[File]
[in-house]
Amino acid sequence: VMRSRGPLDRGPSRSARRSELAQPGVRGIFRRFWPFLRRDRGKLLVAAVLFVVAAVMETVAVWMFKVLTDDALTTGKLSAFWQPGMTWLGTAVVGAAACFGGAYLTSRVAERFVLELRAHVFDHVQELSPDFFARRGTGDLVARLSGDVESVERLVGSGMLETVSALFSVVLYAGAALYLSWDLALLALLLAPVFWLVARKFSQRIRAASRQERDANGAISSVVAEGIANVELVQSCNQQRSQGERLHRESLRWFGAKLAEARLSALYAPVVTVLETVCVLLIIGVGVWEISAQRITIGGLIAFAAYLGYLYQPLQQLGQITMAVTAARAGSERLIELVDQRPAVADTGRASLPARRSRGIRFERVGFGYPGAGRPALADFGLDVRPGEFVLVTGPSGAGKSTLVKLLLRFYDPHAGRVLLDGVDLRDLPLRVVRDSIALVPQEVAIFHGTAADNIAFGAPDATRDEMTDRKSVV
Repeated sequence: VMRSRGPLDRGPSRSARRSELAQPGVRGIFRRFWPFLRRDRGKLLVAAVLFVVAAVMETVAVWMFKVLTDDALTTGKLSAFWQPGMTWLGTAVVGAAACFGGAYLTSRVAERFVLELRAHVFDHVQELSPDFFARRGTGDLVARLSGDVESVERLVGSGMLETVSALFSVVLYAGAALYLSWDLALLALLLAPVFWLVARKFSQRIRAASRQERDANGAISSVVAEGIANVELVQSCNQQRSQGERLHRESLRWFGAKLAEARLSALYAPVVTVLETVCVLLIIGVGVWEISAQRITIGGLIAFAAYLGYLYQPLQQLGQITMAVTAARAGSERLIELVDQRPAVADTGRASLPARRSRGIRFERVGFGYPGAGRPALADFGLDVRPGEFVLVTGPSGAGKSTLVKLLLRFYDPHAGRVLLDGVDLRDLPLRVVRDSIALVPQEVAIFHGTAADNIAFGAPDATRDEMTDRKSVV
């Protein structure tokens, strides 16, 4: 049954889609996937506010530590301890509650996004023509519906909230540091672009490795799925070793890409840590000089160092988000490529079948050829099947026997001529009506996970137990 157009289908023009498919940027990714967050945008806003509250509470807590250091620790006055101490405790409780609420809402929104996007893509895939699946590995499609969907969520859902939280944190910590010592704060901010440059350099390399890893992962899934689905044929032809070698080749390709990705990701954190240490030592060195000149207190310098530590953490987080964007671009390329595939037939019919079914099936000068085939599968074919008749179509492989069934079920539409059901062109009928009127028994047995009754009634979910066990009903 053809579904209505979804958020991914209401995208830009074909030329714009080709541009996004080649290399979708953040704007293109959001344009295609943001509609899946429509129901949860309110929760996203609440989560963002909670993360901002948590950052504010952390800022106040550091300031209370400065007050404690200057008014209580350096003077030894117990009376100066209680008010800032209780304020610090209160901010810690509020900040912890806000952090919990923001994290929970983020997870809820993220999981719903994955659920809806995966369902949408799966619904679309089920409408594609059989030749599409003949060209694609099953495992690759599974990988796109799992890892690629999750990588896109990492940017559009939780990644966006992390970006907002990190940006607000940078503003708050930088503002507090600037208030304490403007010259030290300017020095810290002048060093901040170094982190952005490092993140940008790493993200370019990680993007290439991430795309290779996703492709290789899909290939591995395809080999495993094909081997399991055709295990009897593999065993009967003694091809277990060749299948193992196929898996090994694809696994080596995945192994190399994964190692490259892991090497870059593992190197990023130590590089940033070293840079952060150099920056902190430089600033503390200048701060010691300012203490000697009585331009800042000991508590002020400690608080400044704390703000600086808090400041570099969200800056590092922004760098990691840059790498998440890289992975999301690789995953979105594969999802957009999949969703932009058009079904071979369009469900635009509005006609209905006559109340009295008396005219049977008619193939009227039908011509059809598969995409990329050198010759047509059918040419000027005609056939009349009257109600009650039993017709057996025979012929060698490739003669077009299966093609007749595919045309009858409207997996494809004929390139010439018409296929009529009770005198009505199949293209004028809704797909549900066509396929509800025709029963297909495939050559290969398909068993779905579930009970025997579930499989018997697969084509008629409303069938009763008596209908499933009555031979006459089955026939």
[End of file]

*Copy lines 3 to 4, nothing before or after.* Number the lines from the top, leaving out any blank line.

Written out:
Repeated sequence: VMRSRGPLDRGPSRSARRSELAQPGVRGIFRRFWPFLRRDRGKLLVAAVLFVVAAVMETVAVWMFKVLTDDALTTGKLSAFWQPGMTWLGTAVVGAAACFGGAYLTSRVAERFVLELRAHVFDHVQELSPDFFARRGTGDLVARLSGDVESVERLVGSGMLETVSALFSVVLYAGAALYLSWDLALLALLLAPVFWLVARKFSQRIRAASRQERDANGAISSVVAEGIANVELVQSCNQQRSQGERLHRESLRWFGAKLAEARLSALYAPVVTVLETVCVLLIIGVGVWEISAQRITIGGLIAFAAYLGYLYQPLQQLGQITMAVTAARAGSERLIELVDQRPAVADTGRASLPARRSRGIRFERVGFGYPGAGRPALADFGLDVRPGEFVLVTGPSGAGKSTLVKLLLRFYDPHAGRVLLDGVDLRDLPLRVVRDSIALVPQEVAIFHGTAADNIAFGAPDATRDEMTDRKSVV
């Protein structure tokens, strides 16, 4: 049954889609996937506010530590301890509650996004023509519906909230540091672009490795799925070793890409840590000089160092988000490529079948050829099947026997001529009506996970137990 157009289908023009498919940027990714967050945008806003509250509470807590250091620790006055101490405790409780609420809402929104996007893509895939699946590995499609969907969520859902939280944190910590010592704060901010440059350099390399890893992962899934689905044929032809070698080749390709990705990701954190240490030592060195000149207190310098530590953490987080964007671009390329595939037939019919079914099936000068085939599968074919008749179509492989069934079920539409059901062109009928009127028994047995009754009634979910066990009903 053809579904209505979804958020991914209401995208830009074909030329714009080709541009996004080649290399979708953040704007293109959001344009295609943001509609899946429509129901949860309110929760996203609440989560963002909670993360901002948590950052504010952390800022106040550091300031209370400065007050404690200057008014209580350096003077030894117990009376100066209680008010800032209780304020610090209160901010810690509020900040912890806000952090919990923001994290929970983020997870809820993220999981719903994955659920809806995966369902949408799966619904679309089920409408594609059989030749599409003949060209694609099953495992690759599974990988796109799992890892690629999750990588896109990492940017559009939780990644966006992390970006907002990190940006607000940078503003708050930088503002507090600037208030304490403007010259030290300017020095810290002048060093901040170094982190952005490092993140940008790493993200370019990680993007290439991430795309290779996703492709290789899909290939591995395809080999495993094909081997399991055709295990009897593999065993009967003694091809277990060749299948193992196929898996090994694809696994080596995945192994190399994964190692490259892991090497870059593992190197990023130590590089940033070293840079952060150099920056902190430089600033503390200048701060010691300012203490000697009585331009800042000991508590002020400690608080400044704390703000600086808090400041570099969200800056590092922004760098990691840059790498998440890289992975999301690789995953979105594969999802957009999949969703932009058009079904071979369009469900635009509005006609209905006559109340009295008396005219049977008619193939009227039908011509059809598969995409990329050198010759047509059918040419000027005609056939009349009257109600009650039993017709057996025979012929060698490739003669077009299966093609007749595919045309009858409207997996494809004929390139010439018409296929009529009770005198009505199949293209004028809704797909549900066509396929509800025709029963297909495939050559290969398909068993779905579930009970025997579930499989018997697969084509008629409303069938009763008596209908499933009555031979006459089955026939």